September 30, 2013

Partners in hope: Assisting asylum seekers in Maine

Philanthropist Richard Berman and Hope Acts team up to aid our most vulnerable immigrants.

By Randy Billings
Staff Writer

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Betty Hartley, English conversation group instructor with Hope Acts in Portland, uses ice cubes to communicate the meaning of the word “ice” to students from the Democratic Republic of Congo and Burundi on Thursday.

Carl D. Walsh/Staff Photographer

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For more information on the Hope House or to make a donation, log onto, or call 899-2435.

The city continues to see near record levels of people seeking emergency shelter. An average of 447 people have sought emergency shelter each night in 2013, although there are only 354 beds available at the six shelters.

An additional 75 sleeping mats are used for overflow at Preble Street and the remaining people must sit in plastic chairs in the city's General Assistance office.

Berman approached the church about the Hope House project because the church has a track record of welcoming and helping immigrants. The Hope House model was developed with direct input of asylum-seekers like Mia, who is 44 years old.

The asylum process can take months, if not years to resolve. The demand has overwhelmed groups such as the Immigrant Legal Advocacy Project, which provides legal services to asylum seekers.

Mia applied for asylum in 2011 and her case is still pending.

Mia expressed gratitude for being allowed to stay in the city's shelter for two weeks, even though she was sleeping on a mat on the floor and sometimes in a hard chair. However, she found the whole shelter experience disorienting.

"It was very hard," she said. "I am very excited with that (Hope House) project to feel like I am helping my brothers and sisters."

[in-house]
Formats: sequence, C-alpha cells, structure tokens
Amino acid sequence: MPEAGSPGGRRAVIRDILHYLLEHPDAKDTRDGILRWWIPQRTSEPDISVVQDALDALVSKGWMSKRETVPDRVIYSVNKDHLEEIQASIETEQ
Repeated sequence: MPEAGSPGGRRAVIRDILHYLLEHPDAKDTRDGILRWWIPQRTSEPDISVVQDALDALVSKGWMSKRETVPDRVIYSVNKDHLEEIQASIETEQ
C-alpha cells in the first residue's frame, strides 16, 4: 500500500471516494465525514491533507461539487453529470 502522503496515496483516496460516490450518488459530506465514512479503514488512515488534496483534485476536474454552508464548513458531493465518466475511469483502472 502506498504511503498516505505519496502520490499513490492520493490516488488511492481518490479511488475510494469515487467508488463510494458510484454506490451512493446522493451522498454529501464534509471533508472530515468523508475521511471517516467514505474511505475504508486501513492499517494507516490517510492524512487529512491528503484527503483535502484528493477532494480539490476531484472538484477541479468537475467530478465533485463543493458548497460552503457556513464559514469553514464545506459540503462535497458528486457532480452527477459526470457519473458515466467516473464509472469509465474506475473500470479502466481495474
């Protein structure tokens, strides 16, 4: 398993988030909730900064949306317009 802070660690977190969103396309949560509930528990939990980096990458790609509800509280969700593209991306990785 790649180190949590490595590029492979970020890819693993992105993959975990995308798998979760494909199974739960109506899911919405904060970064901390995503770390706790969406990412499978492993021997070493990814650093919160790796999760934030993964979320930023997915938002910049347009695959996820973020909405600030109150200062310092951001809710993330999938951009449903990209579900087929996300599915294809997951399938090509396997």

Armand, a 39-year-old man from Burundi, will be one of the 12 tenants in the Hope House when it opens in October. He also fled Burundi amid threats of violence and is seeking asylum. Before leaving his home, he was a graphic designer who also worked with young adults.

He said the ruling party showed up one day and told him to tell the young adults with whom he was working to register in support of the party. When he refused, he was threatened, so he fled.

Like Mia, Armand did not want to be photographed or have his last name used for this story out of fear of reprisals against his loved ones back home. Officials said family members of Burundi asylum seekers were threatened with violence after the asylum seekers appeared in a past media report in Portland.

Ewing-Merrill said Hope Acts decided to help asylum seekers because they are the most vulnerable of those seeking shelter. Ewing-Merrill and the developer, Berman, both said they also see immigrants as a significant economic development opportunity, since Maine currently has the oldest population in the country and has trouble attracting and retaining young people.

Many asylum-seekers were professionals back home -- doctors, lawyers, teachers and the like. When they come here, they want to work.

"These are people with education, ambition and experience," Ewing-Merrill said. "The immigrants we work with are really eager to integrate."

Randy Billings can be contacted at 791-6346 or at:

Twitter: @randybillings


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